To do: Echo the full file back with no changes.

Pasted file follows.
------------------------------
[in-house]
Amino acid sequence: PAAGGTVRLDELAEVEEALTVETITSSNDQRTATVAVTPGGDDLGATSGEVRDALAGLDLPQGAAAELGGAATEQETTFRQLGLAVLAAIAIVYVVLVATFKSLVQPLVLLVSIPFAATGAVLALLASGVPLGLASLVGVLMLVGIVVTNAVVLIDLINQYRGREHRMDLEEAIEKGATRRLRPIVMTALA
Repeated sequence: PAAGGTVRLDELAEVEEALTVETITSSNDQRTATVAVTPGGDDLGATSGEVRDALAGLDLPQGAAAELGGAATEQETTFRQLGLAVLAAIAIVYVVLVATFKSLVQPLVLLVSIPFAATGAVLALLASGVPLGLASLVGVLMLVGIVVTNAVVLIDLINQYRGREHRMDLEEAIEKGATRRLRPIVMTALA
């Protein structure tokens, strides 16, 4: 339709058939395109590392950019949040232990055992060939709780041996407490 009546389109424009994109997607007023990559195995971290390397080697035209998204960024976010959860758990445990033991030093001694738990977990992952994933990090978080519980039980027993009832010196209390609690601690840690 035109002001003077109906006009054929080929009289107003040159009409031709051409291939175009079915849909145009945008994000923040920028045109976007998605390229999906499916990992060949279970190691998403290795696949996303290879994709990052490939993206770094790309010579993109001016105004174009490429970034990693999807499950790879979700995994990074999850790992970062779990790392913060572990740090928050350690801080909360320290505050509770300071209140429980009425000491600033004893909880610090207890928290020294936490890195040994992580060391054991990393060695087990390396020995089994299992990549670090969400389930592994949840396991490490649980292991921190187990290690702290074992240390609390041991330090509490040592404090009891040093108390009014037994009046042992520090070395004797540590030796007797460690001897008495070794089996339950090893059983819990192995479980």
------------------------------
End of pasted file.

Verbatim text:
[in-house]
Amino acid sequence: PAAGGTVRLDELAEVEEALTVETITSSNDQRTATVAVTPGGDDLGATSGEVRDALAGLDLPQGAAAELGGAATEQETTFRQLGLAVLAAIAIVYVVLVATFKSLVQPLVLLVSIPFAATGAVLALLASGVPLGLASLVGVLMLVGIVVTNAVVLIDLINQYRGREHRMDLEEAIEKGATRRLRPIVMTALA
Repeated sequence: PAAGGTVRLDELAEVEEALTVETITSSNDQRTATVAVTPGGDDLGATSGEVRDALAGLDLPQGAAAELGGAATEQETTFRQLGLAVLAAIAIVYVVLVATFKSLVQPLVLLVSIPFAATGAVLALLASGVPLGLASLVGVLMLVGIVVTNAVVLIDLINQYRGREHRMDLEEAIEKGATRRLRPIVMTALA
């Protein structure tokens, strides 16, 4: 339709058939395109590392950019949040232990055992060939709780041996407490 009546389109424009994109997607007023990559195995971290390397080697035209998204960024976010959860758990445990033991030093001694738990977990992952994933990090978080519980039980027993009832010196209390609690601690840690 035109002001003077109906006009054929080929009289107003040159009409031709051409291939175009079915849909145009945008994000923040920028045109976007998605390229999906499916990992060949279970190691998403290795696949996303290879994709990052490939993206770094790309010579993109001016105004174009490429970034990693999807499950790879979700995994990074999850790992970062779990790392913060572990740090928050350690801080909360320290505050509770300071209140429980009425000491600033004893909880610090207890928290020294936490890195040994992580060391054991990393060695087990390396020995089994299992990549670090969400389930592994949840396991490490649980292991921190187990290690702290074992240390609390041991330090509490040592404090009891040093108390009014037994009046042992520090070395004797540590030796007797460690001897008495070794089996339950090893059983819990192995479980």